Category Archives: Sweet

Sufganiot

Happy Hanukah! The ihatecupcakes test kitchen put something special together; click HERE for a holiday surprise.


“Celebrating Hanukah” for the heathens in my family always meant an excuse for Krispy Kreme.  But now, I have a good reason to take the holiday a little more seriously.  (They don’t have “Hot Donuts Now” anymore.)  The real deal in oil-centric desserts are the Israeli jelly donuts sufganiot.  Wanting to test several versions to give a definite recipe, we made a lot of donuts.


The two recipes we tried produced very different results:  the first, a scrappy and cinnamon-flavored dough with an overnight rise in the refrigerator, involved frying the donuts with the jam already inside; the second, including lemon zest and brandy and kneaded in the food processor to the consistency of pizza dough, had the donuts injected with jam post-fry.

Here are the first, pre-filled sufganiot.  Though tasty, they had gummy, uncooked centers and looked a bit squat.

The second batch puffed up impressively during the frying, with some so buoyant after cooking the first side that they wouldn’t stay flipped over, but had to be held down by force!  These had airy, fully-cooked centers…

…and were easily bottle-fed.


SUFGANIOT
adapted from Aviva Goldman’s The Kosher Cookbook, translated from the Hebrew (Thanks, Niva and Avry!)
1 3/4 C warm milk
1 packet active dry yeast
2 t sugar, divided
4 C all-purpose flour
3 T butter, softened
1 t table salt
1 t vanilla
1 t lemon zest, tightly packed
1 T brandy
vegetable oil for frying
seedless raspberry jam
powdered sugar

Makes 2 dozen

1. Heat milk to 100 degrees F. Add ½ teaspoon of sugar and yeast. Let it rise for about 15 minutes.
2. Fit a food processor bowl with plastic blade. Add flour, butter, salt, remaining sugar, vanilla, lemon zest, and brandy.
3. Blend until dough pulls away from the sides of the bowl, about 20 seconds.
4. Put the dough in a large bowl, cover with a warm damp towel and let rise for an hour in a warm place.
5. Roll the dough to ½ inch thick.
6. Cut circles with biscuit cutter or small glass, gathering and re-rolling scraps.
7. Place the dough circles on a floured surface, cover with warm damp towel and let rise another hour.
8. Heat 2 inches of oil in a large pot. Fry each side until brown, about 30 seconds each.
9. Let cool and inject with raspberry jam.
10. Sift powdered sugar over sufganiot.

Like any donut these are best eaten the day of, ideally when still warm, but a few seconds in the microwave can help revive them a bit.

Sweet Dreams

A spicer chocolate chip cookie with cinnamon and ginger, a Sweet Dream Cookie gets extra sweetness from rolling in powdered sugar before baking. This recipe comes from my aunt Janie who got it from her retired Swiss neighbor. Janie told me that at one point the recipe was lost in a move, but luckily she remembered giving my mom the recipe years before. Now it’ll be online so none of us have to worry.

These were the chocolate chip cookies of my childhood, and it was usually my job to roll them in the powdered sugar. When I was a freshman in college, my mom sent me a “care package” containing a Ziplock bag of these cookies. She tucked in a sweet little note that ended with “Sorry I fucked these up a little bit.” My roommate, Anna, may have been confused by the language but was very excited about the result. She claimed to prefer them that way, a little thinner and crispier than usual.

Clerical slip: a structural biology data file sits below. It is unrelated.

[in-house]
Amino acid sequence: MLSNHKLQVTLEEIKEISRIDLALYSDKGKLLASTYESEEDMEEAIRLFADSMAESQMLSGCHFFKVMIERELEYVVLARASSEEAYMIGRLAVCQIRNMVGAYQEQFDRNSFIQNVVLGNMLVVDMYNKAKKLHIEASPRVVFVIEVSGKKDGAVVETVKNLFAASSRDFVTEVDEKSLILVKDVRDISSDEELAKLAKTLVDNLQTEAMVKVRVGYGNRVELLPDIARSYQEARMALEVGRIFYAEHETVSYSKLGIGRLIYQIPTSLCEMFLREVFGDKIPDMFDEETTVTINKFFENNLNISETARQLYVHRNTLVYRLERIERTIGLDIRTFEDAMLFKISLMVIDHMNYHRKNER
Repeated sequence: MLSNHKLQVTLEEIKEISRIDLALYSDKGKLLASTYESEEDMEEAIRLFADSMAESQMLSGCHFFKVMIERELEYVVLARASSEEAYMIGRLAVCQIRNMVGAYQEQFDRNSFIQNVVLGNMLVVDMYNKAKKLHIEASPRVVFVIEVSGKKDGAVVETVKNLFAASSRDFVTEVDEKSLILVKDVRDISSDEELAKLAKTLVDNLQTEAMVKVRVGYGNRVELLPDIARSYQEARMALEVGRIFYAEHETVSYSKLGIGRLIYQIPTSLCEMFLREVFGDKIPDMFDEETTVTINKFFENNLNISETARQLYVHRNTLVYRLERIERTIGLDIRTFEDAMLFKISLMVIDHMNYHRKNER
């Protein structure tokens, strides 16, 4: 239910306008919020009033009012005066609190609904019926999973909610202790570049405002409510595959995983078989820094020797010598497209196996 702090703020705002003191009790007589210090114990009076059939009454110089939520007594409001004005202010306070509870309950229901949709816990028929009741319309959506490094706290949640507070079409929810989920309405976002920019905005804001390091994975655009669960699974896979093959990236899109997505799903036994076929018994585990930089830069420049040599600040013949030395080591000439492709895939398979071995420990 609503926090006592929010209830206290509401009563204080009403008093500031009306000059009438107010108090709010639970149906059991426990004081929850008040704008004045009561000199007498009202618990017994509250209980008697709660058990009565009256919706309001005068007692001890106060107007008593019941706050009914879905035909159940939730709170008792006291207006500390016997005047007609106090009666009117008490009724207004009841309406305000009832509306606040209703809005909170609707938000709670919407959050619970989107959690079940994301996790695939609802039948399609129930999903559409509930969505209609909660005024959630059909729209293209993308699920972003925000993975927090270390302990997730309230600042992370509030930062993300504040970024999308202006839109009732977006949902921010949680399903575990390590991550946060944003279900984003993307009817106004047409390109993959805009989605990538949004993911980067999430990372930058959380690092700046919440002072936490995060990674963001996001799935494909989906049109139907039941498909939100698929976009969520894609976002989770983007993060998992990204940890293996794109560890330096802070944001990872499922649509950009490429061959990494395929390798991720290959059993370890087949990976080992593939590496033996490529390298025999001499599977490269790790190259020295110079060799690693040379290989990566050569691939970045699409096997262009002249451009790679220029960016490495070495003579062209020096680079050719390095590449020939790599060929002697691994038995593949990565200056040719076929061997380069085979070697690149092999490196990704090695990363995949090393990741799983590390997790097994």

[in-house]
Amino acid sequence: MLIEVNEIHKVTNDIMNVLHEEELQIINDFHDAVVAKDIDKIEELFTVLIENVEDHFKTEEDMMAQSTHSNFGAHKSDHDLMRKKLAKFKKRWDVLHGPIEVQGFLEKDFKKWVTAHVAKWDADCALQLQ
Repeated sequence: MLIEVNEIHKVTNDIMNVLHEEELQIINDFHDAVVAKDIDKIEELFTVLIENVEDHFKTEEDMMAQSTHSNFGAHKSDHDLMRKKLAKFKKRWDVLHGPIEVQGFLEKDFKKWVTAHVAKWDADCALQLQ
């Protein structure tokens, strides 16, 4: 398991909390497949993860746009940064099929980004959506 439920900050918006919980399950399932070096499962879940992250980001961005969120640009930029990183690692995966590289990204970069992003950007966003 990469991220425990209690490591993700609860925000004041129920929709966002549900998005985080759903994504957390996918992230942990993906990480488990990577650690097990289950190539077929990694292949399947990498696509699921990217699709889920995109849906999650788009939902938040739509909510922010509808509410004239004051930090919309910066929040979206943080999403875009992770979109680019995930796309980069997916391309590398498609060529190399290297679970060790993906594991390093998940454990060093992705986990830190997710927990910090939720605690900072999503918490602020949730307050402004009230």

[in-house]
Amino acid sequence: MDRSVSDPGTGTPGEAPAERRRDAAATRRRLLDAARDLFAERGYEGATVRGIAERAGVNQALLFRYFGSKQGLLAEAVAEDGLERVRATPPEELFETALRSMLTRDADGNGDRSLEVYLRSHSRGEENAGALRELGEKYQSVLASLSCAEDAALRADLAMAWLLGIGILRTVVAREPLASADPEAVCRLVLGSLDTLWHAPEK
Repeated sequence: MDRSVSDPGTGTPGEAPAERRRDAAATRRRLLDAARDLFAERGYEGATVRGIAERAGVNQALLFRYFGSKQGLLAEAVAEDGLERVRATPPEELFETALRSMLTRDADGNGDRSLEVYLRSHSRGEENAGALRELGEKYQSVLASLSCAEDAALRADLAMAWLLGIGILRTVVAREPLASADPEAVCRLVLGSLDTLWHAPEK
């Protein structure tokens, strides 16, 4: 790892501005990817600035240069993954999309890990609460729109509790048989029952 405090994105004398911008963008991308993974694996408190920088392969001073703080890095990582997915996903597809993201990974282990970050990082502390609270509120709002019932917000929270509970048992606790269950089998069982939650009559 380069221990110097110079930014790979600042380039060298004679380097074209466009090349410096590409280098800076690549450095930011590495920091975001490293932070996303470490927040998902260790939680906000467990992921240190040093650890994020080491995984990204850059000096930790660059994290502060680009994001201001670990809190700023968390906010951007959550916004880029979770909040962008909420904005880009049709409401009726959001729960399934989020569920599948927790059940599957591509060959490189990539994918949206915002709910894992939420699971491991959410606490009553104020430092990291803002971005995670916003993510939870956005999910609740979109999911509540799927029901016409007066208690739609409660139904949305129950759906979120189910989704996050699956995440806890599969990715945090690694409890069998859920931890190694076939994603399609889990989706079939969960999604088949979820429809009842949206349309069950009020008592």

Well, I guess you’d be happy, Anna. The batch I just made turned out to be more on the crispy side than I wanted. I think this happened because I didn’t let the dough chill long enough. Or because I flattened the balls a bit after their sugar roll. Or, as I suspect, my oven lies to me about its hotness. It’s a modest oven.

Even though this may not be my dream batch, the cinnamon in them makes the apartment smell very Christmas-y. And they still look good in the cookie jar.  (Thanks Mr. + Mrs. Phillips <3)

SWEET DREAM COOKIES
adapted from Aunt Janie’s recipe, as given to her by neighbor Trudy Pedersen (and, as it turns out, Bon Appetit 1986.  See note at bottom)

1/2 lb (2 sticks) butter
1 1/2 C brown sugar
1 egg
2 C flour
1 t soda
1/2 t salt
1 t cinnamon
1/2 t ginger
1 t vanilla
12 oz (package) chocolate chips
powdered sugar for rolling

-Preheat oven to 375
-Cream together first 3 ingredients
-Add dry ingredients and vanilla
-Fold in chocolate chips
-Let chill until dough is firm (apparently longer than half an hour)
-Shape into balls
-Roll in powdered sugar
-Bake 8-10 minutes (8 for normal, 10+ for fucked up/delicious)
-Sweet dreams! *

*Note: Sweet Dream Cookies should not be eaten right before bed, as high amounts of sugar and deliciousness may cause restlessness. Eating Sweet Dream Cookies does not guarantee sweet dreams.  If bad dream occurs, eat a Sweet Dream Cookie and consult your milk carton.

Note for reals:  Wordpress adds additional links to the bottom of the page and recommended a fellow blog that posted about “Sweet Dreams” around this time last year.  Check it out here.

And What Are You Supposed to Be? (or I Get Tired of My Title Format.)